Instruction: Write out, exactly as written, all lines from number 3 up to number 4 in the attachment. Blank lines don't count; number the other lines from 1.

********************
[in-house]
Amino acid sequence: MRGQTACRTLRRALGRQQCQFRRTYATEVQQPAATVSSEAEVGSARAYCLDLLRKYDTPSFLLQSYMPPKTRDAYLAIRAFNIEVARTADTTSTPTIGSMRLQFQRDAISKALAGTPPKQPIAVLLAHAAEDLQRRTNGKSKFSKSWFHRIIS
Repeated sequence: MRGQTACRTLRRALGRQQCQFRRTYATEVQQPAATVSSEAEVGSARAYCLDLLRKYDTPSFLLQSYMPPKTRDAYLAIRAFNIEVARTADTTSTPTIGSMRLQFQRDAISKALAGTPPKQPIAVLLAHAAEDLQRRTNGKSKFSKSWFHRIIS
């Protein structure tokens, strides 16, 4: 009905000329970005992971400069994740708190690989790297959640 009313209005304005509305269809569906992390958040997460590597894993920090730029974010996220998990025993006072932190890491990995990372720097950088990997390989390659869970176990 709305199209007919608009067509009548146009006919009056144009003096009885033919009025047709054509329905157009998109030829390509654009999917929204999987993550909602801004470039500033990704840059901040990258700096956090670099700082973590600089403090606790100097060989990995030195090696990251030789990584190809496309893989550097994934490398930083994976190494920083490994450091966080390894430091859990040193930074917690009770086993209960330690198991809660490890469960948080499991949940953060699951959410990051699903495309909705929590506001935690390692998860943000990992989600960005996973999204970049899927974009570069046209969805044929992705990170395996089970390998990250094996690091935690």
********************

Repeated sequence: MRGQTACRTLRRALGRQQCQFRRTYATEVQQPAATVSSEAEVGSARAYCLDLLRKYDTPSFLLQSYMPPKTRDAYLAIRAFNIEVARTADTTSTPTIGSMRLQFQRDAISKALAGTPPKQPIAVLLAHAAEDLQRRTNGKSKFSKSWFHRIIS
């Protein structure tokens, strides 16, 4: 009905000329970005992971400069994740708190690989790297959640 009313209005304005509305269809569906992390958040997460590597894993920090730029974010996220998990025993006072932190890491990995990372720097950088990997390989390659869970176990 709305199209007919608009067509009548146009006919009056144009003096009885033919009025047709054509329905157009998109030829390509654009999917929204999987993550909602801004470039500033990704840059901040990258700096956090670099700082973590600089403090606790100097060989990995030195090696990251030789990584190809496309893989550097994934490398930083994976190494920083490994450091966080390894430091859990040193930074917690009770086993209960330690198991809660490890469960948080499991949940953060699951959410990051699903495309909705929590506001935690390692998860943000990992989600960005996973999204970049899927974009570069046209969805044929992705990170395996089970390998990250094996690091935690």